1. This Rule was issued on the ground that the plaint doss not disclose a cause of action and, there-fore, the Court below oughts to have dismissed the application of the opposite party for leave to sue in forma pauperis. The plaintiffs' ancestors mortgaged certain properties and in execution of the decree on the mortgage the mortgaged pro-parties were purchased by the predecessors-in-interest of the defendants. An application was made by the mortgagors to have the sale set aside under Section 244 of the old Civil Procedure Coda, which was dismissed. The present suit is brought in respect of certain subordinate tenures to the taluk which according to the plaintiffs ware never mortgaged. The plaintiffs' case is that the property that was mortgaged and sold was the taluk and not the subordinate tenures. The only question, therefore, that I am asked to look into is if the plaint in this case discloses a cause of action under Order XXXIII, Rule 5. It is not necessary for me to go to the length of holding that if the plaint as a matter of facts, does not disclose a sufficient cause of action but if the Court below wrongly holds that it does, we have no jurisdiction under Section 115 to interfere with that order. Bat in this case the plaint discloses a cause of action, however weak it may be, according to the petitioners' allegations and, therefore, it is not proper that we should interfere with the order of the Court below. Reading paras. 5 and 6 of the plaint together it appears that the plaintiffs' case is that the property that was mortgaged was the taluk and what was sold was the taluk. The subordinate tenures were not sold at all. It further alleged that the interpolations in the sale proclamation were made presumably after the sale. If the plaintiffs succeed in proving these facts they cannot be mat by objection that the suit does not lie under Section 214 of the Code of 1832. If ail these questions are to be determined here as also the objections taken before us, it may very well be deciding the case. As I have observed, the allegations of the plaintiffs may be right or wrong but they do disclose a cause of action within the meaning of law. It is upon these allegations in the plaint that the Court below has observed that there is nothing in the evidence of the applicants themselves from which it can be held that the properties in dispute were, in fact, sold. In this view of the matter I decline to interfere with the order of the Court below,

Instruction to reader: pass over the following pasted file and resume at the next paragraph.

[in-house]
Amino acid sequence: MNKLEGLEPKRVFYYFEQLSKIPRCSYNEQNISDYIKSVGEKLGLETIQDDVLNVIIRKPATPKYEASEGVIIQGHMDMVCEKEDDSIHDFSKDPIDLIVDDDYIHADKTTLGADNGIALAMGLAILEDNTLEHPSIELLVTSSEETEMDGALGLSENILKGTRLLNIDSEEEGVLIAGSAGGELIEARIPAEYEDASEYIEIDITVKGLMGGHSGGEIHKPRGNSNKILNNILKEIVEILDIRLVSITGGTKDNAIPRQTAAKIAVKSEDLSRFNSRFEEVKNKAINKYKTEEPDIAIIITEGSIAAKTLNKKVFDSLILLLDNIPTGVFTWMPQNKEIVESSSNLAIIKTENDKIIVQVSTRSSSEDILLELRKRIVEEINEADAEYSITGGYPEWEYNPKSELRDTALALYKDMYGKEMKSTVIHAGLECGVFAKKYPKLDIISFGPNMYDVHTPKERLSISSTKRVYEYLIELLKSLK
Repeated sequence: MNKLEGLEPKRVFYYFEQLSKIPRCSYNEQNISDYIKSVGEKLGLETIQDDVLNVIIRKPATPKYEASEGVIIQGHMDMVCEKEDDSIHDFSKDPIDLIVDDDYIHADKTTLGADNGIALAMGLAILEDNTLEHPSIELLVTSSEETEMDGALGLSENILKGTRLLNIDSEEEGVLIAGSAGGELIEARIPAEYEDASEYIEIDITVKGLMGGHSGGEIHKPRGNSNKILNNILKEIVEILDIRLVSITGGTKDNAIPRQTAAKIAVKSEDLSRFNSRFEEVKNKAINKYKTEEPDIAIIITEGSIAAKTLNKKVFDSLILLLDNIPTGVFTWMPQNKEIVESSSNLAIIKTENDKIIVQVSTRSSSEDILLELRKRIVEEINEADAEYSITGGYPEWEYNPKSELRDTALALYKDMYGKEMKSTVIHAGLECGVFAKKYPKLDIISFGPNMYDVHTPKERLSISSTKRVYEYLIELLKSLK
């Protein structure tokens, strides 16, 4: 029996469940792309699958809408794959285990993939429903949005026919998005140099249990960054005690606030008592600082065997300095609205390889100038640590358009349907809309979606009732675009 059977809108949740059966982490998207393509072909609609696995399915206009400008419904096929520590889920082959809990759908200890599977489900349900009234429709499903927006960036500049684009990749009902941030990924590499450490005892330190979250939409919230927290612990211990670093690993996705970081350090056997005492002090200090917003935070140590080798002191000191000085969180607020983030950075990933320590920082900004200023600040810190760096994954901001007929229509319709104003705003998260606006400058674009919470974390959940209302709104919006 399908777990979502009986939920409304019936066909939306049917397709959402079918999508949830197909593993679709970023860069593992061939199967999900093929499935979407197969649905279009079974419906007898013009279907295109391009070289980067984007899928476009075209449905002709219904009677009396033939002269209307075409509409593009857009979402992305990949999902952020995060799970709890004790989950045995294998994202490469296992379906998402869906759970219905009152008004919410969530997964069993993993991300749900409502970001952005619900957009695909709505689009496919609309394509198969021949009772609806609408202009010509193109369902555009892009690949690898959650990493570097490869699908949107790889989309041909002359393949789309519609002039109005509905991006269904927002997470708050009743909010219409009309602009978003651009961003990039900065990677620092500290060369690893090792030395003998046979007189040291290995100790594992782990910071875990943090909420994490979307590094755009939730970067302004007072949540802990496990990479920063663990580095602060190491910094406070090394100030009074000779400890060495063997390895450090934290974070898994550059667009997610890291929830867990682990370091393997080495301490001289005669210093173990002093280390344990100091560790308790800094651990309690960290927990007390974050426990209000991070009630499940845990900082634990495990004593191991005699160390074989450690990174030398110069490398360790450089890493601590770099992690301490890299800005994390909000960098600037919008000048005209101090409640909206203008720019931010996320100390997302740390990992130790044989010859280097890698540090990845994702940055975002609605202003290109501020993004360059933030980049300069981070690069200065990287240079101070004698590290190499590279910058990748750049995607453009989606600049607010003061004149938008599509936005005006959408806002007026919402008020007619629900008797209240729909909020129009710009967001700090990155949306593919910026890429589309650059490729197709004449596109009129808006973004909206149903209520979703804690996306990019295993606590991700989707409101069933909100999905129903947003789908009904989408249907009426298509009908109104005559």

2. The Rule is, therefore, discharged with costs three gold mohurs.
3. Let the record be sent down at once.
4. This is an application under Section 115, C.P.C., for revision of an order of the Second Subordinate Judge of Barisal, granting the petitioners leave to sue in forma pauperis. It is not necessary for me to set out the facts of the case as they have been stated by my learned brother in the order which ha has just delivered. The petitioners in support of the application urge two points. First of all they contend that the learned Judge did not consider - the allegations in the plaint but only considered the evidence of the plaintiffs in deciding as to whether the suit was or was not maintainable. On reading the order of the learned Subordinate Judge fairly it seems to me that what the learned Judge meant to say was that the only evidence to be looked into was the plaintiffs' own statements and that it was not open to him to consider any further evidence. It is, I think, clear that in passing his order and deciding whether the suit was or was not maintainable he was considering the allegations as sub forth in the plaint.
5. The next point urged by the learned Advocate appearing for the petitioners is that the plaint does not disclose a cause of action. Whether the plaint does or does not disclose a cause of action, it is not necessary for me to decide. The learn ed Judge has decided that the plaint does disclose a cause of action and it is difficult to see how in deciding that the plaint discloses a cause of action he has exercised a jurisdiction not vested in him by law or failed to exercise jurisdiction so vested in him or has acted in the exercise of his jurisdiction illegally or with material irregularity. The learned Advocate who has appeared for the petitioners complains of the action of the Judge under Clause (c)of Section 115, C.P.C, namely, that he acted in the exercise of his jurisdiction illegally or with material irregularity. What the learned Judge has done is that ha has decided that there is a cause of action. This decision may be absolutely wrong. But in coming to this decision it is difficult to see how he acted illegally or with material irregularity. It has been pointed out by the Privy Council that the Court has jurisdiction to decide rightly or wrongly and a wrong decision even though on a question of law can by no stretch of imagination be considered to be illegal exercise of jurisdiction or exercise of jurisdiction with material irregularity. I, therefore, agree with my learned brother in discharging this rule.